Russians Turn their Backs on Cash, Study Shows – Good News for CBDC & Crypto Adoption?


Source: hodim/Adobe

More Russians are rejecting cash in favor of “non-cash” payments, a study has found – as crypto adoption increases and the nation prepares for a CBDC launch.

Glavportal reported that “the share of non-cash turnover in Russia reached 64.2% in the third quarter of 2023,” per a study conducted by SberIndex and Check Index.

This figure beats the previous record of 63.3%, which was set in the first quarter of FY 2023.

The study’s authors noted that the increase over the same period in FY 2022 was +3.6%.

Surprisingly, perhaps, the biggest changes were seen in some of Russia’s more remote regions.

Topping the list was the far-northern Nenets Autonomous Okrug, where almost 76% of payments are non-cash.

The Nenets Autonomous Okrug on a map of Russia.
The Nenets Autonomous Okrug on a map of Russia. (Source: Stasyan117 [CC BY-SA 4.0])

Following close behind at just over 75% were Yakutia, in the Russian Far East, and the Chechen Republic.

In recent months, Chechyan officials have been vocal about their support for the digital ruble project.

And it was here that the rise in non-cash payments was the steepest – with quarterly growth hitting 3.2%.

The highest rate of year-on-year growth was also recorded in many of Russia’s more remote regions, such as the Tuva Republic in Southern Siberia – with a growth rate of over 7%.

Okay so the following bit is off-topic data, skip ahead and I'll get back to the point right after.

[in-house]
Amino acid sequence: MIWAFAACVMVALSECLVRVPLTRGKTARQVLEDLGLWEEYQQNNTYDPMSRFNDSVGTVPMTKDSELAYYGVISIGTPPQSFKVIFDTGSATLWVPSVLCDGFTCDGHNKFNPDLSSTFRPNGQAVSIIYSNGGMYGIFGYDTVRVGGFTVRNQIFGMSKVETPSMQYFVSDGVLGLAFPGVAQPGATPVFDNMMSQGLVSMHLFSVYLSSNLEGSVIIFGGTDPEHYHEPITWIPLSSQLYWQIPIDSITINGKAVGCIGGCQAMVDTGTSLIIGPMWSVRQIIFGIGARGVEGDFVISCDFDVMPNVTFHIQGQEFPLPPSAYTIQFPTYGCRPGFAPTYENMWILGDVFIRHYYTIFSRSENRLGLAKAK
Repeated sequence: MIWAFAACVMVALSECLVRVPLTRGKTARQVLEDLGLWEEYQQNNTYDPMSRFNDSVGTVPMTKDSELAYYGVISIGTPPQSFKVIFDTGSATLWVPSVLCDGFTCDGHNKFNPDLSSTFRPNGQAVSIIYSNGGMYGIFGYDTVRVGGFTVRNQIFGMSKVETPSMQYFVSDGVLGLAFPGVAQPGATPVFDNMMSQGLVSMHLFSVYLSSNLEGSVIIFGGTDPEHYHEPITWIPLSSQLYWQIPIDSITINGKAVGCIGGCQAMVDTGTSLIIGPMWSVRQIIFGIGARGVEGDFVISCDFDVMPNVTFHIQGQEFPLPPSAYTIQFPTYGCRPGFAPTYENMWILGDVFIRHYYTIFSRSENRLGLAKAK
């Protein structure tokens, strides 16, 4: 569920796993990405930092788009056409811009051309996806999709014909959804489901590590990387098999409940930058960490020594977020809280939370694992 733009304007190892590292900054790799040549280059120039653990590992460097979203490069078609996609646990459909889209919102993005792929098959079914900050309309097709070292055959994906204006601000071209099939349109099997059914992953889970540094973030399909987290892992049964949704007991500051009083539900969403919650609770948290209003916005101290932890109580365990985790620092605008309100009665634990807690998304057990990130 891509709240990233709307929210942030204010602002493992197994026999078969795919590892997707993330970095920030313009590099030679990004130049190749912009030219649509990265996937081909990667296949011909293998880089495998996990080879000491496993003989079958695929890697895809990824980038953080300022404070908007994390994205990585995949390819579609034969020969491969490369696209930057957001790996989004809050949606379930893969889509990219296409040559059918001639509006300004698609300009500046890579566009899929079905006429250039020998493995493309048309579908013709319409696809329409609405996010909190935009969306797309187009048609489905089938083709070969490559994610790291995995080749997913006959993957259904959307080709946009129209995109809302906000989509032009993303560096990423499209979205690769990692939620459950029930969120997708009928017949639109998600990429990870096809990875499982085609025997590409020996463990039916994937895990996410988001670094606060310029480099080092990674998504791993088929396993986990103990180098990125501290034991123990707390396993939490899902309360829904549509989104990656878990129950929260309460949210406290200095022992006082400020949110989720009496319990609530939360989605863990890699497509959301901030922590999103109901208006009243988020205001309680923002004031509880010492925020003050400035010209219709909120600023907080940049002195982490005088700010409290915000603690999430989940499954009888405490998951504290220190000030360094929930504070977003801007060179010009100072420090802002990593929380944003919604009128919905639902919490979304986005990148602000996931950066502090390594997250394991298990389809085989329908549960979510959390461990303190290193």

However, bigger urban centers also saw a drop in the demand for cash, with non-cash payments rising by almost 8% in Ussuriysk and 7.5% in Vladivostok.

Retail Sector Leading the Way?

A VTB Bank official was quoted as estimating that the “volume of non-cash payments in retail turnover will be 84% at the end of 2023.”

The same official claimed that retail POS turnover would hit another all-time high at the end of 2024, and would exceed 2022 figures by 18%.

Russian law forbids the use of crypto as a form of payment, and citizens have been barred from using most major international exchanges.

But both Russian analysts and the Central Bank agree that P2P crypto transactions are on the rise.

Government officials have previously claimed that up to 12% of Russian citizens hold crypto.

Corporations are also turning to crypto as a payment tool, in a bid to circumvent US and EU-led sanctions.

Russian Crypto Mining Sector on the March

Tass also reported that energy consumption has risen by 1.2% in the nation since the start of the year.

Quoting the Russian energy ministry, the news agency noted that “by the end of 2023, electricity consumption growth is expected to hit 1.5%.”

The ministry claimed that “large industrial projects, especially in the Far East,” would likely continue to propel energy consumption.

Some of this growth likely comes from Russia’s growing crypto mining sector, with major oil producers now working with mining firms.

A 100MW mining center operated by the Russian crypto mining firm BitRiver.
A 100MW mining center operated by the Russian crypto mining firm BitRiver. (Source: BitRiver/YouTube/Screenshot)

The Russian finance ministry has claimed that “all Russians” will be able to experience paying with the digital ruble next year.

The Central Bank has sought to temper expectations of a 2024 rollout, but is set to at least double the size of its CBDC pilot in the year ahead.

Currently, around 600 private citizens and 13 banks are using the digital ruble to pay for goods and services.

The government, meanwhile, hopes that “color-coded” CBDC coins will help drive down corruption and fraud.

With cash payments on the decline, the bank and its partners may hope to strike while the iron is hot – and deliver a CBDC-shaped death blow to banknotes and coins.